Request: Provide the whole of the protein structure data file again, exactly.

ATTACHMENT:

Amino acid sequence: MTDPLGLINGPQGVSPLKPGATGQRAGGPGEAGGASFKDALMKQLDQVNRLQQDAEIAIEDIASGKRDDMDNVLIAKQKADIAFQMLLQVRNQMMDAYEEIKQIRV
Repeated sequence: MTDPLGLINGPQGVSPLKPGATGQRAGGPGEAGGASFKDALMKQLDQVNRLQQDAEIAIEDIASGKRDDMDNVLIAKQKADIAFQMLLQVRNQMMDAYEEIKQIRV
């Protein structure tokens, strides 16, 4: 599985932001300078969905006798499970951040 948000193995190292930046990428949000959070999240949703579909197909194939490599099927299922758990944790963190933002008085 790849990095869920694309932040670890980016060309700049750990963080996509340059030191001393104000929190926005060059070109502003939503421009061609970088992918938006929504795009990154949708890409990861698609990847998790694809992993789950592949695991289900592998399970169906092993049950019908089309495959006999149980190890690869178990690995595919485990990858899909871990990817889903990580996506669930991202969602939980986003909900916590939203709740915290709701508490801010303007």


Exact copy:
Amino acid sequence: MTDPLGLINGPQGVSPLKPGATGQRAGGPGEAGGASFKDALMKQLDQVNRLQQDAEIAIEDIASGKRDDMDNVLIAKQKADIAFQMLLQVRNQMMDAYEEIKQIRV
Repeated sequence: MTDPLGLINGPQGVSPLKPGATGQRAGGPGEAGGASFKDALMKQLDQVNRLQQDAEIAIEDIASGKRDDMDNVLIAKQKADIAFQMLLQVRNQMMDAYEEIKQIRV
């Protein structure tokens, strides 16, 4: 599985932001300078969905006798499970951040 948000193995190292930046990428949000959070999240949703579909197909194939490599099927299922758990944790963190933002008085 790849990095869920694309932040670890980016060309700049750990963080996509340059030191001393104000929190926005060059070109502003939503421009061609970088992918938006929504795009990154949708890409990861698609990847998790694809992993789950592949695991289900592998399970169906092993049950019908089309495959006999149980190890690869178990690995595919485990990858899909871990990817889903990580996506669930991202969602939980986003909900916590939203709740915290709701508490801010303007």